Auckland - A group of funny little islands, cut out from the rest of the world, living in their own mythical past?
No, not post-Brexit Britain - well, not yet anyway - but an apt description of New Zealand, whose extreme isolation has allowed nature to take its own course for the past 80 million years.
I speak for myself, but I don't think I will ever reach peak penguin, such is my fascination for these cute flightless birds - a fondness shared by many, if the popularity of penguins across popular culture signifies anything. I still nurse fond memories of the recent Channel 5 series Penguin A&E With Lorraine Kelly.
Now we have New Zealand - Earth's Mythical Islands: in that country, you'll be interested to learn, there are more species of penguin than anywhere else in the world. Who knew? I'm surprised Lorraine hasn't emigrated. There is, for example, a type called Snares Penguins, which inhabit the still more remote Snares Islands. They have a slightly stooped gait, prominent beaks and a tuft of unruly hair that will put you in mind of our new foreign secretary each time you see them manoeuvring around their own unusual terrain, a forest. Maybe when Boris Johnson gets round to visiting New Zealand he will be introduced to these miniature Bozza-look-a-likes. Maybe in 80 million years' time the whole of the British population, cut off from the rest of the world, will be a race of pure euro-sceptics.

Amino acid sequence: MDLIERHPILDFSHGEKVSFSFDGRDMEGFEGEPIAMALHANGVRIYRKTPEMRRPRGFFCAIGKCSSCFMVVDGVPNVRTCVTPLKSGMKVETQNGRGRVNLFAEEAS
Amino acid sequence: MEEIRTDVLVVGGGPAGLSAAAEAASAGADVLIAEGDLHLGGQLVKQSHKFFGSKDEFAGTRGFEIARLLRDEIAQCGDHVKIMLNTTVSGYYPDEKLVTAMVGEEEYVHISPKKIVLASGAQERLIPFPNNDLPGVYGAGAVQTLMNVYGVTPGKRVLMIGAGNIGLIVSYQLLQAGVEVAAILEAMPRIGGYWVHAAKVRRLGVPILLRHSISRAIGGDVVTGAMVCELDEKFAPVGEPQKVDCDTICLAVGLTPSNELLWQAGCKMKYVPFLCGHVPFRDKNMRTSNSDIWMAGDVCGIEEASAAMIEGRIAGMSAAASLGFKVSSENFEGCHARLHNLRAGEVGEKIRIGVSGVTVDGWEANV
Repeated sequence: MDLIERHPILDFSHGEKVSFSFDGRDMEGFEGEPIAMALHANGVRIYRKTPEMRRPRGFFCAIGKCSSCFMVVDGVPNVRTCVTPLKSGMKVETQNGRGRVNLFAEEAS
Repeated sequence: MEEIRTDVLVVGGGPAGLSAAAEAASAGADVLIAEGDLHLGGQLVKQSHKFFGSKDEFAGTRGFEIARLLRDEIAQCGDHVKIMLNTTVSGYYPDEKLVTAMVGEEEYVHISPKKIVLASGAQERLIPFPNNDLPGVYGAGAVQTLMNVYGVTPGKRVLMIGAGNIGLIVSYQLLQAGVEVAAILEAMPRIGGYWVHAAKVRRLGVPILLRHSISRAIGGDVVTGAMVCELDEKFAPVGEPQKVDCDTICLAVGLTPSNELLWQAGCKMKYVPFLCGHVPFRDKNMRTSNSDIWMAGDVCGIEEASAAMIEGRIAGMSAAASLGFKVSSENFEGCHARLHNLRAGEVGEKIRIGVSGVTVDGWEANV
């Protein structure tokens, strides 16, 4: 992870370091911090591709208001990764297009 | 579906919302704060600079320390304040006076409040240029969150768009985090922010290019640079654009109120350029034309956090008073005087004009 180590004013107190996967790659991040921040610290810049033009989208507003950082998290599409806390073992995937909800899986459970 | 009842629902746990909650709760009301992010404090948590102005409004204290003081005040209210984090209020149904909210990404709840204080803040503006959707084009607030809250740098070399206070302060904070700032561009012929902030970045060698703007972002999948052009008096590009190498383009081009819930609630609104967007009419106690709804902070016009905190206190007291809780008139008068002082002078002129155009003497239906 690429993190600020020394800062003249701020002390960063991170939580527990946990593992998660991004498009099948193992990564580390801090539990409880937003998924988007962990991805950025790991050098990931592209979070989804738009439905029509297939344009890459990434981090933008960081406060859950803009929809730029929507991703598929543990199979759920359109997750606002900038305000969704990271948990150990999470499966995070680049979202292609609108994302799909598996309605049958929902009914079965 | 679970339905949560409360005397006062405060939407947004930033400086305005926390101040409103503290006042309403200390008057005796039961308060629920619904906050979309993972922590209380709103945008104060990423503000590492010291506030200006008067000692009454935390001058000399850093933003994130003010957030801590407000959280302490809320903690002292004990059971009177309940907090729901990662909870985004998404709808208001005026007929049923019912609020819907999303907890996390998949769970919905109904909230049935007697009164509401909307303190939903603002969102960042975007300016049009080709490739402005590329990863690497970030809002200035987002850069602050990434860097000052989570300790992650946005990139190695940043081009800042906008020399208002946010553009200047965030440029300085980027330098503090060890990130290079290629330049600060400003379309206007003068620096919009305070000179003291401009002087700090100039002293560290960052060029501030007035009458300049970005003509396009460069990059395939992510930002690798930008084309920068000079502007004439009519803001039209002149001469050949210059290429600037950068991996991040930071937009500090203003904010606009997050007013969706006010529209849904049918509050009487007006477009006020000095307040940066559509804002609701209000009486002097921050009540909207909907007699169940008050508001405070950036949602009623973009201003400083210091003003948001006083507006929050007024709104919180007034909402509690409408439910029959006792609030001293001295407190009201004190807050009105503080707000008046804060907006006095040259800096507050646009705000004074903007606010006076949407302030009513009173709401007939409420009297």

You will also be enchanted, I think, by the other unique flora and fauna, though in this first episode the famous kakapo bird, a flightless parrot with a humanoid face, failed to put in an appearance. I remember first seeing one almost 30 years ago in Last Chance to See, a series devoted to near-extinct creatures presented by Stephen Fry and Douglas Adams. Thankfully the kakapo, which had no natural predators until man arrived with rats, cats and dogs, is still with us. So is the Jurassic era mini-dinosaur Tuatara, the kiwi and the magnificently named Dusky Dolphin.
The only thing you may not enjoy is when the show goes off-remit, exploring magnificent Maori carvings and gazing in wonderment at a herd of 29 000 Merino sheep up a mountain. Magnificent, yes, but not wild.